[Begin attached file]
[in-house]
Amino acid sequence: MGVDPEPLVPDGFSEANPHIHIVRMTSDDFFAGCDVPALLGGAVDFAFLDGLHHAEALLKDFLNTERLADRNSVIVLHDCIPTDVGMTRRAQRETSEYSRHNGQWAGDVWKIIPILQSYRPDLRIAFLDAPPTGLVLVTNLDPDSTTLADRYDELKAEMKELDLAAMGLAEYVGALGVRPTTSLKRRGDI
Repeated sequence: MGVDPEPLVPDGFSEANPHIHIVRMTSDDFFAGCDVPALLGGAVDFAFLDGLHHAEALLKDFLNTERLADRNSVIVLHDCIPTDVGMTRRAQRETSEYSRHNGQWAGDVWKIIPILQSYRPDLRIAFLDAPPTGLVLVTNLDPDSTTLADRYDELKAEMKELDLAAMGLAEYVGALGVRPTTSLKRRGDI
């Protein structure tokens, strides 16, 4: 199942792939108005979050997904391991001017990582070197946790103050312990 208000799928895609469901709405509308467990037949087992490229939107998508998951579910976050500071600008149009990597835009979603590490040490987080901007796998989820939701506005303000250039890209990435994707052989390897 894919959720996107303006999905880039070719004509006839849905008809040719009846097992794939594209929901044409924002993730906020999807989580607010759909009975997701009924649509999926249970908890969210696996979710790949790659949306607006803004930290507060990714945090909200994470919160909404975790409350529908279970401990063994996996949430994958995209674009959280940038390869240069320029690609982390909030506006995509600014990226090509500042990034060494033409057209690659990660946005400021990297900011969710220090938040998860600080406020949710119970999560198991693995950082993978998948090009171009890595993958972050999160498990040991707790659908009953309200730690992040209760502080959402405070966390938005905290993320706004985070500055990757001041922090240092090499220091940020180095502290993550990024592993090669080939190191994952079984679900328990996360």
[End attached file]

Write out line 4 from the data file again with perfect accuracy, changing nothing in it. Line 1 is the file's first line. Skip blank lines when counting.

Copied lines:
């Protein structure tokens, strides 16, 4: 199942792939108005979050997904391991001017990582070197946790103050312990 208000799928895609469901709405509308467990037949087992490229939107998508998951579910976050500071600008149009990597835009979603590490040490987080901007796998989820939701506005303000250039890209990435994707052989390897 894919959720996107303006999905880039070719004509006839849905008809040719009846097992794939594209929901044409924002993730906020999807989580607010759909009975997701009924649509999926249970908890969210696996979710790949790659949306607006803004930290507060990714945090909200994470919160909404975790409350529908279970401990063994996996949430994958995209674009959280940038390869240069320029690609982390909030506006995509600014990226090509500042990034060494033409057209690659990660946005400021990297900011969710220090938040998860600080406020949710119970999560198991693995950082993978998948090009171009890595993958972050999160498990040991707790659908009953309200730690992040209760502080959402405070966390938005905290993320706004985070500055990757001041922090240092090499220091940020180095502290993550990024592993090669080939190191994952079984679900328990996360």